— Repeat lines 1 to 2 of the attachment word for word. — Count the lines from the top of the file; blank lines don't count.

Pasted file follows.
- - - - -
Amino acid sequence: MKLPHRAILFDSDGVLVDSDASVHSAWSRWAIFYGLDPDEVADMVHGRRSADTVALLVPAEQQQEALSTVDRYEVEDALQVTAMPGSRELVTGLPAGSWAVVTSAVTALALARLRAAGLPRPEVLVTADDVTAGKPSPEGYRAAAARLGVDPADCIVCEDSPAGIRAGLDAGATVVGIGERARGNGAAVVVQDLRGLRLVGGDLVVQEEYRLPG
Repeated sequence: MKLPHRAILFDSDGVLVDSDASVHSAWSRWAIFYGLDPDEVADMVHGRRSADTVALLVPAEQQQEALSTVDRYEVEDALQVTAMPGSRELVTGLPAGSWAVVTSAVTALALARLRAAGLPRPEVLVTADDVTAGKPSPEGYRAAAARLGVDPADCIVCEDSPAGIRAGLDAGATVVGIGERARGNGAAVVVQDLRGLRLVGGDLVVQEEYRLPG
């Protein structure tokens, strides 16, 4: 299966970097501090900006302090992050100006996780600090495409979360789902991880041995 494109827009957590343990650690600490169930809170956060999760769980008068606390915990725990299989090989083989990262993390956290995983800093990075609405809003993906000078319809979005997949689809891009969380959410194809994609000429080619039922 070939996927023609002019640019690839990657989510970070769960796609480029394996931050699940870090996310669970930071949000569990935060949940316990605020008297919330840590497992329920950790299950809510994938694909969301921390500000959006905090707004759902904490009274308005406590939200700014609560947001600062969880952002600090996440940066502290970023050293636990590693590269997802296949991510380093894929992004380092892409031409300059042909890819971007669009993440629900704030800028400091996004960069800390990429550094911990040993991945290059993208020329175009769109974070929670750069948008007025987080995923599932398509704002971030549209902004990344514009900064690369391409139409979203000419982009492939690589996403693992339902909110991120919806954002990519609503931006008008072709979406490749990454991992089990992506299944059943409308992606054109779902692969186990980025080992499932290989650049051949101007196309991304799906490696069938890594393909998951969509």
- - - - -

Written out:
Amino acid sequence: MKLPHRAILFDSDGVLVDSDASVHSAWSRWAIFYGLDPDEVADMVHGRRSADTVALLVPAEQQQEALSTVDRYEVEDALQVTAMPGSRELVTGLPAGSWAVVTSAVTALALARLRAAGLPRPEVLVTADDVTAGKPSPEGYRAAAARLGVDPADCIVCEDSPAGIRAGLDAGATVVGIGERARGNGAAVVVQDLRGLRLVGGDLVVQEEYRLPG
Repeated sequence: MKLPHRAILFDSDGVLVDSDASVHSAWSRWAIFYGLDPDEVADMVHGRRSADTVALLVPAEQQQEALSTVDRYEVEDALQVTAMPGSRELVTGLPAGSWAVVTSAVTALALARLRAAGLPRPEVLVTADDVTAGKPSPEGYRAAAARLGVDPADCIVCEDSPAGIRAGLDAGATVVGIGERARGNGAAVVVQDLRGLRLVGGDLVVQEEYRLPG